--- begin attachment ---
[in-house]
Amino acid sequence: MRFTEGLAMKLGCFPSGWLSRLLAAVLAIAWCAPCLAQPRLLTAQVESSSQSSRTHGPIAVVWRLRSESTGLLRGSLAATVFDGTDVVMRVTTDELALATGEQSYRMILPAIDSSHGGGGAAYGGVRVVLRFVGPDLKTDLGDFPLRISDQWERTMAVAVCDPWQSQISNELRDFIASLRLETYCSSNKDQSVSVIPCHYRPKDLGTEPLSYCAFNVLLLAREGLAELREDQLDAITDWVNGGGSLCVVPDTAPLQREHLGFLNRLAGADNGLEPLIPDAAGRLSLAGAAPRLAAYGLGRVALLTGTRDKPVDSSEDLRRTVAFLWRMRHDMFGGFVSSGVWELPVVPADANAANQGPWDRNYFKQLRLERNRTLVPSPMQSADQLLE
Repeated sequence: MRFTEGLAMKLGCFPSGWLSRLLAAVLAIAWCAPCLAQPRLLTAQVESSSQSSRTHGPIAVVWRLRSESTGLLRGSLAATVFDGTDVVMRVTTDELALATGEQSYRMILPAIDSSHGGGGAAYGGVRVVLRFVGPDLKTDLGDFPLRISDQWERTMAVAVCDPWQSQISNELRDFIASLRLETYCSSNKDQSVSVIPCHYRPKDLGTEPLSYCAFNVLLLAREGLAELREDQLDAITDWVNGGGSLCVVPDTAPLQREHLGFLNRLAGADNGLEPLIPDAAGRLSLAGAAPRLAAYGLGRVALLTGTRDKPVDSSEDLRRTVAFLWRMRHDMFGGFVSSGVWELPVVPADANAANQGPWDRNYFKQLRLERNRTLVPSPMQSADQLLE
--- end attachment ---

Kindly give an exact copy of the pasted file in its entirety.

[in-house]
Amino acid sequence: MRFTEGLAMKLGCFPSGWLSRLLAAVLAIAWCAPCLAQPRLLTAQVESSSQSSRTHGPIAVVWRLRSESTGLLRGSLAATVFDGTDVVMRVTTDELALATGEQSYRMILPAIDSSHGGGGAAYGGVRVVLRFVGPDLKTDLGDFPLRISDQWERTMAVAVCDPWQSQISNELRDFIASLRLETYCSSNKDQSVSVIPCHYRPKDLGTEPLSYCAFNVLLLAREGLAELREDQLDAITDWVNGGGSLCVVPDTAPLQREHLGFLNRLAGADNGLEPLIPDAAGRLSLAGAAPRLAAYGLGRVALLTGTRDKPVDSSEDLRRTVAFLWRMRHDMFGGFVSSGVWELPVVPADANAANQGPWDRNYFKQLRLERNRTLVPSPMQSADQLLE
Repeated sequence: MRFTEGLAMKLGCFPSGWLSRLLAAVLAIAWCAPCLAQPRLLTAQVESSSQSSRTHGPIAVVWRLRSESTGLLRGSLAATVFDGTDVVMRVTTDELALATGEQSYRMILPAIDSSHGGGGAAYGGVRVVLRFVGPDLKTDLGDFPLRISDQWERTMAVAVCDPWQSQISNELRDFIASLRLETYCSSNKDQSVSVIPCHYRPKDLGTEPLSYCAFNVLLLAREGLAELREDQLDAITDWVNGGGSLCVVPDTAPLQREHLGFLNRLAGADNGLEPLIPDAAGRLSLAGAAPRLAAYGLGRVALLTGTRDKPVDSSEDLRRTVAFLWRMRHDMFGGFVSSGVWELPVVPADANAANQGPWDRNYFKQLRLERNRTLVPSPMQSADQLLE